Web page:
David Twa

Research Topic

Genomic Rearrangements in B-cell Lymphomas

Research Description

The Steidl Lab-group, situated at the BC Cancer Research Centre, studies a variety of B-cell Hodgkin and non-Hodgkin lymphomas. One of our aims is to better understand the immunological crosstalk arising between malignant B-cells and reactive immune infiltrate within the microenvironment of the lymphoma tumor. I contribute to this effort through examining the functional consequences of how malignant B-cells hijack axes that are otherwise physiologically responsible for guarding against autoimmunity in healthy individuals. Specifically, using high-throughput sequencing techniques, I study novel translocations and copy number variations in programmed death ligands 1 and 2 that we have discovered are recurrently selected for in the lymphoma genome. We believe that such structural genomic aberrations arising in these genes can serve as a reversible phenotype for a biomarker-complemented molecularly precise therapy. 

What aspect of your graduate program do you enjoy the most or are looking forward to with the greatest curiosity?

I love doing multi-channel fluorescent microscopy because it is beautiful and highly useful and I am also looking forward to completing a TAship in the near future!

What was the best surprise about UBC or life in Vancouver?

How rich the learning environment has been and how much support I have received from my department (Mike Allard, Aleya Abdulla, Haydn Pritchard), my supervisory committee (David Huntsman, Kerry Savage, Torsten Nielsen, Pamela Hoodless) and the Centre for Lymphoid Cancer (Christian Steidl, Randy Gascoyne, David Scott, Susana Ben-Neriah, Adele Telenius and Bruce Woolcock among many others). 

Why did you decide to study at UBC?

Aside from being recognized as one of North America's foremost research institutions that also happens to be situated in one of the most beautiful and diverse cities in the world, I chose UBC because of the exciting opportunities and support networks situated inside of and external to the academic community. Thus far, I could not imagine a more valuable graduate experience, or a better principal investigator. 

What is it specifically, that your program offers, that attracted you?

I was interested in studying cancer and many of the labs that study oncology at UBC are affiliated with the Department of Pathology and Laboratory Medicine. My department also has an awesome graduate student community (stretching across multiple research centers) that is supported by highly encouraging staff and faculty whose primary concern is always the needs of its students; recently, our department was awarded the Peter Larkin Award in recognition of this!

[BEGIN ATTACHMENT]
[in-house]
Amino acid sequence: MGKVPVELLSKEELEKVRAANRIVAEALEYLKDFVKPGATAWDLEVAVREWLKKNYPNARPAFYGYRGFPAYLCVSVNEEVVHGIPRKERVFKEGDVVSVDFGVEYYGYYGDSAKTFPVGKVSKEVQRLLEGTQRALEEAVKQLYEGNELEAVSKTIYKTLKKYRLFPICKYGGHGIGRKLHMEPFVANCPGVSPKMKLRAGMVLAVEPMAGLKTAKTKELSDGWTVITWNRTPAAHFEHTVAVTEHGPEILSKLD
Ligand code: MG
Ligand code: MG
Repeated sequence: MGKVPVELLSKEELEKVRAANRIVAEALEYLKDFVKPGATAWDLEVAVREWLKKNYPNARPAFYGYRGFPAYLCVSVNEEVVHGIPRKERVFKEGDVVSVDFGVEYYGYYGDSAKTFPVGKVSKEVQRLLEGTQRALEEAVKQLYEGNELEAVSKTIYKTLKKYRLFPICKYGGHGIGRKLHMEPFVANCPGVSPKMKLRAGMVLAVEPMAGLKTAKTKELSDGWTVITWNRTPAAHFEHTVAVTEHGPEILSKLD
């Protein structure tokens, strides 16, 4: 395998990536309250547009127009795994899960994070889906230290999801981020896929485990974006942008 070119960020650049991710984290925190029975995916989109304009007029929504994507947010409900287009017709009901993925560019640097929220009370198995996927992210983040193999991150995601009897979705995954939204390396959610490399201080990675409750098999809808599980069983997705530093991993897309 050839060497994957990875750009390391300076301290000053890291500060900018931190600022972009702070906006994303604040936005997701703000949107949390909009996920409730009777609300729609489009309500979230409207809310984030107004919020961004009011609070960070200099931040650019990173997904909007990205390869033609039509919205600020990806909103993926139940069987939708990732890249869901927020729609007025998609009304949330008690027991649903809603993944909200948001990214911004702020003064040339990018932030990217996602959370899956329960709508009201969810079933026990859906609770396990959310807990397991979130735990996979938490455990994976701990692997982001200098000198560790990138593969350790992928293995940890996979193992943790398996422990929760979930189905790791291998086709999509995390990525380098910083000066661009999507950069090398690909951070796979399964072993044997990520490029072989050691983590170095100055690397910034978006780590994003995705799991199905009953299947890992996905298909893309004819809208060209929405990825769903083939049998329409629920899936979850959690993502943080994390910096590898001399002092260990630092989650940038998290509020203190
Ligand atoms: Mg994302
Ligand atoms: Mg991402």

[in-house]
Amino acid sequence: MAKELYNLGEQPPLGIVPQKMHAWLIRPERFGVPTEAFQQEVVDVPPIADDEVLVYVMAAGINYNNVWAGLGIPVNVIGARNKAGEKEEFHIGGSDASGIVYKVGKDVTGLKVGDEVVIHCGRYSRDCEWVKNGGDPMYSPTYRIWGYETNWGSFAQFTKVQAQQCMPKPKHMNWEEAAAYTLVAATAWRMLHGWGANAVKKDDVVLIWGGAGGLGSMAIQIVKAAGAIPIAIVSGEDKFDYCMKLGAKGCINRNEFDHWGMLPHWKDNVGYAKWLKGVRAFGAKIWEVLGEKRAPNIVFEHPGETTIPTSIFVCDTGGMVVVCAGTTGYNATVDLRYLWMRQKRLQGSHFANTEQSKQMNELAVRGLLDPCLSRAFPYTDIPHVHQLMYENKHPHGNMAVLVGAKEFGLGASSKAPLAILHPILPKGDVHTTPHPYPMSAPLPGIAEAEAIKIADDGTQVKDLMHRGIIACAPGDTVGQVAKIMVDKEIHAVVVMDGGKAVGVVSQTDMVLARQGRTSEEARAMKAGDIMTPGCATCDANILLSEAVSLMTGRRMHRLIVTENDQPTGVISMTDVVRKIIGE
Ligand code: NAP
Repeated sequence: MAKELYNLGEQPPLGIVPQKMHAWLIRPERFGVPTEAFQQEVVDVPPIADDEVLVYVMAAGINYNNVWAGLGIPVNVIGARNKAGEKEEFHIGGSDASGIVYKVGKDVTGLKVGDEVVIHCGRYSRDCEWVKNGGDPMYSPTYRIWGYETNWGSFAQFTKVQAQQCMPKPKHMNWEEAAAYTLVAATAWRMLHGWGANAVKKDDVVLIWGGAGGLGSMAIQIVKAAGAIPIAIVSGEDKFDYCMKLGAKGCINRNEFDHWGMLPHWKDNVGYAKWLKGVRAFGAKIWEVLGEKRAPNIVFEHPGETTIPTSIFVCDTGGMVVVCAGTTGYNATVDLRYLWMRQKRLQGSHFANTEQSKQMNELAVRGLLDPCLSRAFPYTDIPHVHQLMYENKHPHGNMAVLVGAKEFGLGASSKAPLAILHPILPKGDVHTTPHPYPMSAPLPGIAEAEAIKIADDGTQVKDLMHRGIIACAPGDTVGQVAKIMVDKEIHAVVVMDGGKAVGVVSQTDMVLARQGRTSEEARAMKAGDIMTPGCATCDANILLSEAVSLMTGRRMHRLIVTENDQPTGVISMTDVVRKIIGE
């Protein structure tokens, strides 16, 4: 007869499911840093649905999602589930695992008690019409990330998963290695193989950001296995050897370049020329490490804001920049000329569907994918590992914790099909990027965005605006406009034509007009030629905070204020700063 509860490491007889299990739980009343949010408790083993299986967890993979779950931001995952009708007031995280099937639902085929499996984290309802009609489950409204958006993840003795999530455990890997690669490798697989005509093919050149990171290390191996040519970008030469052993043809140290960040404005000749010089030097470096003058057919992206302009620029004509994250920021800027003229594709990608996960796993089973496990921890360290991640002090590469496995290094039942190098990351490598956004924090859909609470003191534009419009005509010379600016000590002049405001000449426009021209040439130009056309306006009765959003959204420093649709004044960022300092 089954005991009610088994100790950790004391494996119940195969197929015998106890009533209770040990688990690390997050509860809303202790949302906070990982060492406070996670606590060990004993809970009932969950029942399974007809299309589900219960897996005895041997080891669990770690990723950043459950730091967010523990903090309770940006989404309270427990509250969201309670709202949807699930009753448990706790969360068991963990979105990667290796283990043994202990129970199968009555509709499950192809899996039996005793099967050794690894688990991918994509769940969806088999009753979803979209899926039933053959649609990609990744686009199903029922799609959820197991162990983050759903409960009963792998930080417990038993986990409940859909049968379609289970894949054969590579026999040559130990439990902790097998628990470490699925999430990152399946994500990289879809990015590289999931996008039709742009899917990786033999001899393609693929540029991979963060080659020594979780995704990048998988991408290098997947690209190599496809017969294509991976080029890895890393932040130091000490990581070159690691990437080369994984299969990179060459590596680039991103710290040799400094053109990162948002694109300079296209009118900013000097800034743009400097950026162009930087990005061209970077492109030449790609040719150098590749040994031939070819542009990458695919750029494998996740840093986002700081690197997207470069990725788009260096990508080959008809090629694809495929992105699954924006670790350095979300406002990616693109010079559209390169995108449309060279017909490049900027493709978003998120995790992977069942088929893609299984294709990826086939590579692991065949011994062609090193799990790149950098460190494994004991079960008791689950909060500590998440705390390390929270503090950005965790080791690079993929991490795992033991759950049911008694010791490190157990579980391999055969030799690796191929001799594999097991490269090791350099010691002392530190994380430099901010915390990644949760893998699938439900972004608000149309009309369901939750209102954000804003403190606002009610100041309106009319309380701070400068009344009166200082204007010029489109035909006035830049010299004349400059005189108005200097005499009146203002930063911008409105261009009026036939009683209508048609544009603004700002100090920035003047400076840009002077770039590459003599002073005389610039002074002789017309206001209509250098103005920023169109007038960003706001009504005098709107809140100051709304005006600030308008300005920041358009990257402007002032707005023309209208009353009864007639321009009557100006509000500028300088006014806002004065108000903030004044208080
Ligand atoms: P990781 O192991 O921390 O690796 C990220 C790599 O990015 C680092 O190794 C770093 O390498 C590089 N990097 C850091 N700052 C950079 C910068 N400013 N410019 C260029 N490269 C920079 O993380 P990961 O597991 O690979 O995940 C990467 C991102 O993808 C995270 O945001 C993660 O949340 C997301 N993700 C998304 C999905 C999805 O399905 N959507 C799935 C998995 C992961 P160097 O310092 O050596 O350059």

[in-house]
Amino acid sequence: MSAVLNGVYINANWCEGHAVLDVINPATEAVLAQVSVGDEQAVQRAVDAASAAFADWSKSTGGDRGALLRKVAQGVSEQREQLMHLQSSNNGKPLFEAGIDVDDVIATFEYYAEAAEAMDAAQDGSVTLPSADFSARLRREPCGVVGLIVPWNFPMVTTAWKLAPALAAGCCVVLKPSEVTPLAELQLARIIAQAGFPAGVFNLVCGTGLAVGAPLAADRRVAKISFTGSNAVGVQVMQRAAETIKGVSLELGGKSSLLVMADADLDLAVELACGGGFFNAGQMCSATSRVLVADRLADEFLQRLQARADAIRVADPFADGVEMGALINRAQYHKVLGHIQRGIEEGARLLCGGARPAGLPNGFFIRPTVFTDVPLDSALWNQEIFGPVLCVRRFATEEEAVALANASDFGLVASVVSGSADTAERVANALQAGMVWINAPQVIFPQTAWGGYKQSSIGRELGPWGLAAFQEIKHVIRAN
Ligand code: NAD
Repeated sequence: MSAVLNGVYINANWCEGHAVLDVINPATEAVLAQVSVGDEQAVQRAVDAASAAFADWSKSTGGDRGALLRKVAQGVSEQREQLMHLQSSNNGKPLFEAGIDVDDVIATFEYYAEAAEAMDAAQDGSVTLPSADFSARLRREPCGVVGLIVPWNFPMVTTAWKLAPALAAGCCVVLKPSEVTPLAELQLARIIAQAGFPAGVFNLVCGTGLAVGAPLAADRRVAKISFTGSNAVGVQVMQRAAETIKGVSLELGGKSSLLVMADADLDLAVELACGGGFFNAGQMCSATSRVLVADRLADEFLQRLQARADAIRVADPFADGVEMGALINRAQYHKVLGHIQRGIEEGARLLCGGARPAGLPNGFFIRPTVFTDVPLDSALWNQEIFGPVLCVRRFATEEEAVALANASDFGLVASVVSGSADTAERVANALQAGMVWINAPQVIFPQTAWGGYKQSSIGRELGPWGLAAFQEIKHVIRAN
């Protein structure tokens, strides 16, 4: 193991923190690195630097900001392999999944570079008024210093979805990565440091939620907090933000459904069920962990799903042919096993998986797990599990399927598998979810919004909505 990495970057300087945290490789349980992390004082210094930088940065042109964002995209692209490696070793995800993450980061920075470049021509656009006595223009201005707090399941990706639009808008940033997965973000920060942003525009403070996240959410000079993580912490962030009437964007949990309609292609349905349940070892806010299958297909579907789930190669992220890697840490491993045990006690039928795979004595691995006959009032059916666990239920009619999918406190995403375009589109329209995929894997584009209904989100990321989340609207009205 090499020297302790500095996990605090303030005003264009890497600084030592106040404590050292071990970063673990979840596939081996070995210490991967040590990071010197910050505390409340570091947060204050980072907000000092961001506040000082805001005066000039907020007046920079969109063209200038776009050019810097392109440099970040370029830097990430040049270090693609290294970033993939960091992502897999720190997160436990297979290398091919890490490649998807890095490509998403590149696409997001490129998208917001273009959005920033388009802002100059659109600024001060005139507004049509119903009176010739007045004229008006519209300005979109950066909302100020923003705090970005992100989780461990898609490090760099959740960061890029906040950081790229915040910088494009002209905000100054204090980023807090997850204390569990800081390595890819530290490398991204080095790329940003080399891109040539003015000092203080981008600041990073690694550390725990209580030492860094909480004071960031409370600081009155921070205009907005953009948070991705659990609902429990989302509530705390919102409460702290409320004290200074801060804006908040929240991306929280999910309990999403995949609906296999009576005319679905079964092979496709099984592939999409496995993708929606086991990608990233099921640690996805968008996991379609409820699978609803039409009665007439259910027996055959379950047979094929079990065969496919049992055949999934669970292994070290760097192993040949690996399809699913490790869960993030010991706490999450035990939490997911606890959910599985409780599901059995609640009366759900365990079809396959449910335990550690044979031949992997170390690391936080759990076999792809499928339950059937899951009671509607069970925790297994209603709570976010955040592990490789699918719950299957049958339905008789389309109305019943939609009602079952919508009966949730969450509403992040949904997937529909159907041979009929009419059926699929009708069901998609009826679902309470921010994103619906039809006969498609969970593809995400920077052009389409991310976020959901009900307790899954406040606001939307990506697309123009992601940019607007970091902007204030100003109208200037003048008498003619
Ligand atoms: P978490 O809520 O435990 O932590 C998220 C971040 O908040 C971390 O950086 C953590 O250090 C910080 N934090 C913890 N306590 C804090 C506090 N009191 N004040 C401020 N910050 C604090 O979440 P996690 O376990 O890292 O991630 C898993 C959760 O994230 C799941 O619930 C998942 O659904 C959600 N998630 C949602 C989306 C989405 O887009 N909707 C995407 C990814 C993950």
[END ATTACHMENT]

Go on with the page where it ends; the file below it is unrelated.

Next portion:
Why did you decide to pursue a graduate degree?

I love self-directed learning and wanted to be involved in the synthesis, interpretation and dissemination of translational research to academic and non-academic knowledge users. I also draw motivation from testing hypotheses, with the support of colleagues at the BC Cancer Agency, which will directly improve the lives of cancer patients and their families. 

What do you see as your biggest challenge(s) in your future career?

It is becoming increasingly difficult to secure federal research funding, which goes hand in hand with the few tenure track positions that are available. 

How do you feel your program is preparing you for those challenges?

I am learning how to conduct translational research, which is to say that my research findings have a direct clinical application. In addition to learning more conventional skills associated with cancer research, my program is also exposing me to novel genomic-based profiling techniques that will be important to understand as a new member of the cancer research community in the coming years. 

What aspects of your life or career before now have best prepared you for your UBC graduate program?

I completed my undergraduate degree in Microbiology and Immunology; I attribute some of my present success to the mandatory laboratory courses and external lab positions made available by that program. Juggling my time as a varsity rower for UBC, principal clarinetist for the UBC concert wind ensemble, rowing coach at the Vancouver Rowing Club and geriatric musical interventionalist at the Richmond General and St Joseph’s Hospitals also provided me with a greater perspective. 

What do you like to do for fun or relaxation?

Presently, I row at the Burnaby Lake Rowing Club, play clarinet in the UBC concert wind ensemble, am learning to swing dance and organize motorcycle rides across BC. If you’re a new graduate student at UBC that is interested in doing any of these things, send me an email! 

What advice do you have for new graduate students?

For research-based programs, invest as much time as is possible in selecting a research supervisor and topic; it will pay dividends in the future. Embrace the art of staying persistent and patient, both when troubleshooting experiments and writing grants/applying for awards. Don't be afraid of saying, "I don't know", and most importantly, stay true to yourself; character is always more important than reputation.